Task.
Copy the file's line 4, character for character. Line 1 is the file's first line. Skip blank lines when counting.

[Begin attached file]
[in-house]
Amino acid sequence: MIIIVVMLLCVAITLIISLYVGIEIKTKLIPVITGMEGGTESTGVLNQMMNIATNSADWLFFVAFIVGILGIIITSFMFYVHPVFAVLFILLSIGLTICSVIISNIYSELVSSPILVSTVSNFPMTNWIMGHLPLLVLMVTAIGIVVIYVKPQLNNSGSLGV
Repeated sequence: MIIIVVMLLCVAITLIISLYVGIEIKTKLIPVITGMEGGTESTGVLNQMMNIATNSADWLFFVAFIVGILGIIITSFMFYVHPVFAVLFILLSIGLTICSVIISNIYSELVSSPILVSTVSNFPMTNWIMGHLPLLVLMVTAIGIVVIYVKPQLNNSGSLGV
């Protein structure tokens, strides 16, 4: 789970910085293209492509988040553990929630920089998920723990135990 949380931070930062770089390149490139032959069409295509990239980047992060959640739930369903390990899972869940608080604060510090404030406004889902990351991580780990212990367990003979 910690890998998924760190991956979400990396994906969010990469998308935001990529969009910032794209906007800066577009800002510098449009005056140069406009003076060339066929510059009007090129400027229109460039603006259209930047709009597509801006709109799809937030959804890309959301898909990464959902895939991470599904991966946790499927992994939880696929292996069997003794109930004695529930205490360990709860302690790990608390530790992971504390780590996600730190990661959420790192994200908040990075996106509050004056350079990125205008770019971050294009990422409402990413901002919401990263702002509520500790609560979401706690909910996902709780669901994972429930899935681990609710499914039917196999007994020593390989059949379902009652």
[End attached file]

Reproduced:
């Protein structure tokens, strides 16, 4: 789970910085293209492509988040553990929630920089998920723990135990 949380931070930062770089390149490139032959069409295509990239980047992060959640739930369903390990899972869940608080604060510090404030406004889902990351991580780990212990367990003979 910690890998998924760190991956979400990396994906969010990469998308935001990529969009910032794209906007800066577009800002510098449009005056140069406009003076060339066929510059009007090129400027229109460039603006259209930047709009597509801006709109799809937030959804890309959301898909990464959902895939991470599904991966946790499927992994939880696929292996069997003794109930004695529930205490360990709860302690790990608390530790992971504390780590996600730190990661959420790192994200908040990075996106509050004056350079990125205008770019971050294009990422409402990413901002919401990263702002509520500790609560979401706690909910996902709780669901994972429930899935681990609710499914039917196999007994020593390989059949379902009652």